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Friday, January 4, 2013

Respect and Compassion

Remember how I mentioned in my last post that I've been intending to do a unit study on Benjamin Franklin ever since our September readings about the Montgolfier balloon? And how I was also trying to do a chronological American History we needed to cover the French & Indian War before we could move on and focus on the Revolution?

Well January 17th is not only Benjamin Franklin's birthday, but also KID INVENTORS' DAY, to commemorate him. Not only is this super awesome in a topical sense, but hello? C is an inventor (a big part of the reason I wanted to revisit BF--to tie the invention interest into some political history learning). YAY. So, French & Indian War be damned--we're skipping ahead!

(We'll come back to address it at some point, though. We live in a region where you can't drive more than a few miles without encountering a historical marker or park or memorial to that era. Perhaps when the weather improves. And I'll jut hope that the timeline helps them understand the sequence of events.)


I started gathering information on ol' Ben, and inventors, and kid inventors. A quick Google search brought up some video clips from the Ellen show, where she featured kid inventors. It sounded like a perfect supplement. I previewed the video just to see what it involved. It was predictable...a few adorable kids with sincere, hopeful delivery, showing off unusual but ultimately clever contraptions. Win!

Except that a few minutes in, all I noticed was the laughter of the studio audience.

I haven't linked the video here because I do not blame Ellen for this. It's a cultural phenomenon that has been around for far longer than her show. ("Kids Say the Darndest Things", anyone?) And despite her own stifled chuckles, they were just that: stifled. She seemed to do her very best to be a good host and interviewer and address her guests with dignity. But the peals of laughter from the audience really started to bother me. Yes, kids can be so stinkin' *cute* in their naive enthusiasm. And yes, I've also been guilty of sharing a giggle over something that my kids took deadly seriously. But I'm trying very hard to be aware of my reactions.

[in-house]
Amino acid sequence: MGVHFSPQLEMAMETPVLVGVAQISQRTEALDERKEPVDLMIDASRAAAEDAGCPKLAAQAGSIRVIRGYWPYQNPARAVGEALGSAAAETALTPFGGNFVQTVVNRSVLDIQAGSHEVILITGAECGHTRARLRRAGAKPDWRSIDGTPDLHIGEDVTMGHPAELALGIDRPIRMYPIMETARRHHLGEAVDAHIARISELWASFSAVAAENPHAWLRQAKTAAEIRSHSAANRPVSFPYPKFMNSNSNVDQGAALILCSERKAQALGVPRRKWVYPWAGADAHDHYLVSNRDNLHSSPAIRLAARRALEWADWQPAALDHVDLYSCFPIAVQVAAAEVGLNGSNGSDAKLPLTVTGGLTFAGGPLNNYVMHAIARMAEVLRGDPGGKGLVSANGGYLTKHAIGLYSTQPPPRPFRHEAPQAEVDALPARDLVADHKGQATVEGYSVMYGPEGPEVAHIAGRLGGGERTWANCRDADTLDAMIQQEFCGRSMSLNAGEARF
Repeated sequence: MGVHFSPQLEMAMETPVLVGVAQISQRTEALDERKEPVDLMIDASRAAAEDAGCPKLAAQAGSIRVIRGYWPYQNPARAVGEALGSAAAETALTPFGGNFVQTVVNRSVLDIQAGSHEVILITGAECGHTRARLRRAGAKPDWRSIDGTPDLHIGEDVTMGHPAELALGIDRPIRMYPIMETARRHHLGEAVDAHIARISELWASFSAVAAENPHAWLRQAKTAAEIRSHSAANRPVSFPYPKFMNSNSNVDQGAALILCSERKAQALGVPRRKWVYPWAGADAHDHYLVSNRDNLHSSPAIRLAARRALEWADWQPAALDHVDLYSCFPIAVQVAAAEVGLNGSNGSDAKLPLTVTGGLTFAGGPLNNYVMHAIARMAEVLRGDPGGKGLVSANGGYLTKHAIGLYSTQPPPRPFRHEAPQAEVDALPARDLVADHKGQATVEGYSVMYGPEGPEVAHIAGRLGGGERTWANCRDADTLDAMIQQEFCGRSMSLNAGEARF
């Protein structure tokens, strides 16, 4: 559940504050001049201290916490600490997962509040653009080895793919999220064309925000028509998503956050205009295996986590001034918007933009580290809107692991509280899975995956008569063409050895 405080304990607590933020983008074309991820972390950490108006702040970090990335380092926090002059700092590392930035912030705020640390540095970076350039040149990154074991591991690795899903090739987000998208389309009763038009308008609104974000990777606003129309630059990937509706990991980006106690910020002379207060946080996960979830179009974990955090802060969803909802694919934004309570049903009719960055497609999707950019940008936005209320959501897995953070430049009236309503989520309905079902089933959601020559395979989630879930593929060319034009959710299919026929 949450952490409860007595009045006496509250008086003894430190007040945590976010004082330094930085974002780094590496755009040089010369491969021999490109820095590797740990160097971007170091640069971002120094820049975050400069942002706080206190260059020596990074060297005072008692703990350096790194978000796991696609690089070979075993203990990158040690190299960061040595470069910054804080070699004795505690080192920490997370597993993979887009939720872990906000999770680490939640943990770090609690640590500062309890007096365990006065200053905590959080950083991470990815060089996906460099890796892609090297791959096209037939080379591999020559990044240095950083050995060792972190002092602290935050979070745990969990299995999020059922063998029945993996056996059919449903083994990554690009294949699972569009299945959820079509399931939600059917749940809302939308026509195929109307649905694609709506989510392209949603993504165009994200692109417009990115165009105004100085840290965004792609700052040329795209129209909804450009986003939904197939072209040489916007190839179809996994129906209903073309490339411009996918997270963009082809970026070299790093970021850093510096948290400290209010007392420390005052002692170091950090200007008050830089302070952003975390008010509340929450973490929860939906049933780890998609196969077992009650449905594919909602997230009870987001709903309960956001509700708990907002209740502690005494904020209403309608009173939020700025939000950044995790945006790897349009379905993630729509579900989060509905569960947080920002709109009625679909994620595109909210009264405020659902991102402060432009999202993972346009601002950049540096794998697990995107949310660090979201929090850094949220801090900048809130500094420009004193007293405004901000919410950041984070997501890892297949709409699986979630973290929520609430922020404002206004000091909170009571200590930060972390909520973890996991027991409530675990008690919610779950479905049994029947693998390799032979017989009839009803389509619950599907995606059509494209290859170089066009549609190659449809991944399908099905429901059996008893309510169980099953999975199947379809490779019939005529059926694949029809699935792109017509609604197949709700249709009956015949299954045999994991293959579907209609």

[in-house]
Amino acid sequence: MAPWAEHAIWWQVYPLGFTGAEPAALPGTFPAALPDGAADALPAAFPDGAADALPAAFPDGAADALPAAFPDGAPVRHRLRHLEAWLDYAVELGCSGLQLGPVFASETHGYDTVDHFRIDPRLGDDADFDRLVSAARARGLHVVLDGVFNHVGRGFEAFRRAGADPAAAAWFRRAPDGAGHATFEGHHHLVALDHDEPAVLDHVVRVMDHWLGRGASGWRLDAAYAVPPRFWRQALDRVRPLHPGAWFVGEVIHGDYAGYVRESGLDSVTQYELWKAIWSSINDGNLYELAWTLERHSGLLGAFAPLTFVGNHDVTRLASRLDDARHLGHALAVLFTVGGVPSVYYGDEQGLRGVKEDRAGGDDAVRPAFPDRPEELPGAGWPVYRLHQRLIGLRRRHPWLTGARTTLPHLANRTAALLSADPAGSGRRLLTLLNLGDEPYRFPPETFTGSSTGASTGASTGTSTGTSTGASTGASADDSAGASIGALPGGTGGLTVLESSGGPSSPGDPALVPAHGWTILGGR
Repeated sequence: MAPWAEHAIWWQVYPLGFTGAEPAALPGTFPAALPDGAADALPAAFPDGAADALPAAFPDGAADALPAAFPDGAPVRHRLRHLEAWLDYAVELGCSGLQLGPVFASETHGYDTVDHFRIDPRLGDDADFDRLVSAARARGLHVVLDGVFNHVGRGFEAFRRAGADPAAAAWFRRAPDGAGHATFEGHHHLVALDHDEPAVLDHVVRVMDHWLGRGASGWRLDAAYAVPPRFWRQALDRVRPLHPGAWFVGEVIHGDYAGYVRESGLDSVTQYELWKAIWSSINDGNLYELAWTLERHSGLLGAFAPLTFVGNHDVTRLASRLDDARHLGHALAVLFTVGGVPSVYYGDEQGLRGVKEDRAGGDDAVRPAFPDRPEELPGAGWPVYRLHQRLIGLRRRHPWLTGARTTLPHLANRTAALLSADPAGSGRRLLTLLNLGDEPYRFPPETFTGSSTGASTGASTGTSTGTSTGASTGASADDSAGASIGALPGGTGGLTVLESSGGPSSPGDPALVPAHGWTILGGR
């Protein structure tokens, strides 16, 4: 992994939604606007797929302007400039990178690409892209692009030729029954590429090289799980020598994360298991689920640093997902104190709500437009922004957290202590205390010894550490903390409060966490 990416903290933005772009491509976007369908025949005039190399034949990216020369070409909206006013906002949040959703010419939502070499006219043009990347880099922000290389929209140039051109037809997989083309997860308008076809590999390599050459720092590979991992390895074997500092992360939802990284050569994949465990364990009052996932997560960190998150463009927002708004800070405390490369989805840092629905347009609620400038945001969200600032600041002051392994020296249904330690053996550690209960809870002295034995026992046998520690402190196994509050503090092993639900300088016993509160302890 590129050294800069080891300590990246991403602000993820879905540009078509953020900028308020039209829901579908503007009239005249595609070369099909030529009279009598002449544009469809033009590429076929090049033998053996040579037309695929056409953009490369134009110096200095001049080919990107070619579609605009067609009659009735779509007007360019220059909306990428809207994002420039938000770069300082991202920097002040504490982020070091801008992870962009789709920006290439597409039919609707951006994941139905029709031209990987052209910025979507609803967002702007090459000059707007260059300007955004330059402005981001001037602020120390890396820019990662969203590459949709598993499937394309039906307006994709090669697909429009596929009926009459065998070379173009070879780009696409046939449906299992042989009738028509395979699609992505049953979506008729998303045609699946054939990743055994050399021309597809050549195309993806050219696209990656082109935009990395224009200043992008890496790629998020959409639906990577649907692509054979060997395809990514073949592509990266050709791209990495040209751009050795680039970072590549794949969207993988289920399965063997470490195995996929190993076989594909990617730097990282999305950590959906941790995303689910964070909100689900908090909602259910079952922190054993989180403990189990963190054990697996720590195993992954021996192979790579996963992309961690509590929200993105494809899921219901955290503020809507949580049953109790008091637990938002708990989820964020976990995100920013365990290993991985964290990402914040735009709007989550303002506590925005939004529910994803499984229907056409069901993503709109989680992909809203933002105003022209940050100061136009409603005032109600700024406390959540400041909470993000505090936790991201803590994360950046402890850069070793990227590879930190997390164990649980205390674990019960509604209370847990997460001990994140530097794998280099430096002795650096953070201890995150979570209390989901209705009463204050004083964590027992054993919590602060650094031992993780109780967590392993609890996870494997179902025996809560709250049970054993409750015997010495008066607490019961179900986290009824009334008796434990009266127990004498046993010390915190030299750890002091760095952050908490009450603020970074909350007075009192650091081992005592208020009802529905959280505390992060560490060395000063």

If feminism is the radical notion that women are people, how much more radical is it to extend personhood to children?
--Wendy Priesnitz
Yes, of course kids have feelings. And they have great bullshit detection systems. They may not catch on at first, but eventually they do become very savvy at identifying condescension, and they most certainly know when they're being laughed at, not laughed with. And these kids were not laughing.

Part of me wants to pose the question whether the audience would have laughed at their peers so freely. Sadly, the current trend of ultra-competitive "reality" game shows has an answer for that. True, there's something to be said for having a thick skin and not needing crowd approval. But there *should* also be something said for simple empathy and manners.

A while back, I found C in seemingly random, spontaneous tears. I finally got him to open up. He had been thinking about a family gathering that we had been at several days before. "I was telling a story," he said, "and the cousins laughed at me. They said I was so cute. I wasn't trying to be cute. I was serious!" He was utterly heartbroken. Here he was, speaking from his heart, making what he felt to be a very rational observation about the world around him, and he was met with a smug pat on the head. And laughter. He was dismissed, and diminished.

The act of sharing yourself with others is a vulnerable one. I realize that the world is not a fair, or even a kind place. But it saddens me that more of us don't make a better effort to exercise compassion and try to be kinder people. I want to show my son some video of child inventors being celebrated--not giggled at. I want him to have a chance to share without being instantly disregarded simply because of his age or experience.

I want that for all of us. :(

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